The bank said on Monday that net profit for the first quarter increased by 9% year-on-year to a record 1.65 billion Singapore dollars ($1.21 billion). Refinitiv, which compiles forecasts by analysts, had projected a fall in net profit in the January to March period compared to a year ago.
The improvement was attributed to higher net interest margin — a measure of lending profitability — which climbed to 1.88% in the first quarter compared to 1.83% a year ago. That offset weakness in wealth management, brokerage and investment banking fees, the bank said.
DBS Group Chief Executive Piyush Gupta said lending margins could still climb, even though the U.S. Federal Reserve has indicated that it would not hike interest rates this year.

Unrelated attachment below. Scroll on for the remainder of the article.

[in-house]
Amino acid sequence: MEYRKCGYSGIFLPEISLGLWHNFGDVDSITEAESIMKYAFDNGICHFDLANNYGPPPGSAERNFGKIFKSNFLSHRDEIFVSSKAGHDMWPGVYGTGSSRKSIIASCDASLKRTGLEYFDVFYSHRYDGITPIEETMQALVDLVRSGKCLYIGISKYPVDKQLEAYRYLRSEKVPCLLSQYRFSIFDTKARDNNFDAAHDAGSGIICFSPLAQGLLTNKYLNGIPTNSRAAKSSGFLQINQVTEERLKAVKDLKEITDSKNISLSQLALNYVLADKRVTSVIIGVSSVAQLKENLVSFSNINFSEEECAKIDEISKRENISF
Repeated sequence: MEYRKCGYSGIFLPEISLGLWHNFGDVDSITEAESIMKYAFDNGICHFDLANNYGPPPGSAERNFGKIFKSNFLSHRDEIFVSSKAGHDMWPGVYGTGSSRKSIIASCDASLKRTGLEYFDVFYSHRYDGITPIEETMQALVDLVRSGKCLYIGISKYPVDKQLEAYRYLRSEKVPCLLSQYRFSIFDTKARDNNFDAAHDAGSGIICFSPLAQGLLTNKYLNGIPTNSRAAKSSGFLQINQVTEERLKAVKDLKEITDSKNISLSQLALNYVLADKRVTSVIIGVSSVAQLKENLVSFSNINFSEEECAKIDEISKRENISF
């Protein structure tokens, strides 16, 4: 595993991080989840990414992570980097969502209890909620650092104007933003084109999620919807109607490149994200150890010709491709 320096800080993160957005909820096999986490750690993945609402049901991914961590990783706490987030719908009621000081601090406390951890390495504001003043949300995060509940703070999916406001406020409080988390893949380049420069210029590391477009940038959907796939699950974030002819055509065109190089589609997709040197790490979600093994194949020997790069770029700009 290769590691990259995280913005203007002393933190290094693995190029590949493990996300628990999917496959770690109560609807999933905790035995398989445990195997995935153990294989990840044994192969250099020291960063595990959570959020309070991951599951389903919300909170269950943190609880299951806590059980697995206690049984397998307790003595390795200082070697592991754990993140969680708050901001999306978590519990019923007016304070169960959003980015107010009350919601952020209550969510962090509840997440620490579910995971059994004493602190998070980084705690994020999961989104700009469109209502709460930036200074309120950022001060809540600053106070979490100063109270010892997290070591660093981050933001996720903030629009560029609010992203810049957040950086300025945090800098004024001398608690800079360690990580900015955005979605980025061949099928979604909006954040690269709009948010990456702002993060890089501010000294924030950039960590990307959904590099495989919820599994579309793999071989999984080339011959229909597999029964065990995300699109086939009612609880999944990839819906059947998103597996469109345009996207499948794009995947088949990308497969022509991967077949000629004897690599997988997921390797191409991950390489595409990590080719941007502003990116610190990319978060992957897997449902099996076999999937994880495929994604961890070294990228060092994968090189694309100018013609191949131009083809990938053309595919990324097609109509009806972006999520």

The impact of previous Fed rate hikes "haven't flowed through to our portfolio entirely," Gupta told CNBC's Tanvir Gill on Monday after the bank's earnings release.
He added that around 40% of its loan portfolio will only be re-priced to reflect those higher interest rates in the second or third year after the actual hikes in the U.S.
"It will come through in the later part of this year, that's the positive driver," said Gupta, adding that on average, net interest margin for the year would be 5 to 6 basis points higher than 2018.
Interest rates in Singapore are influenced by developments in global markets, rather than domestic monetary policy that is set based on the local currency's exchange rate. The trajectory of interest rates in the U.S. is an important influence on Singapore's rates.
DBS is the first among the three Singapore-listed lenders to announce first-quarter earnings. Its smaller rivals Oversea-Chinese Banking Corp and United Overseas Bank are expected to do so on May 10 and May 3, respectively.
DBS shares jumped by 2.81% in afternoon trade in Asia, while OCBC and UOB rose by 2.2% and 1.5%, respectively. The three banks are heavyweights on the benchmark Straits Times Index, which climbed around 1%.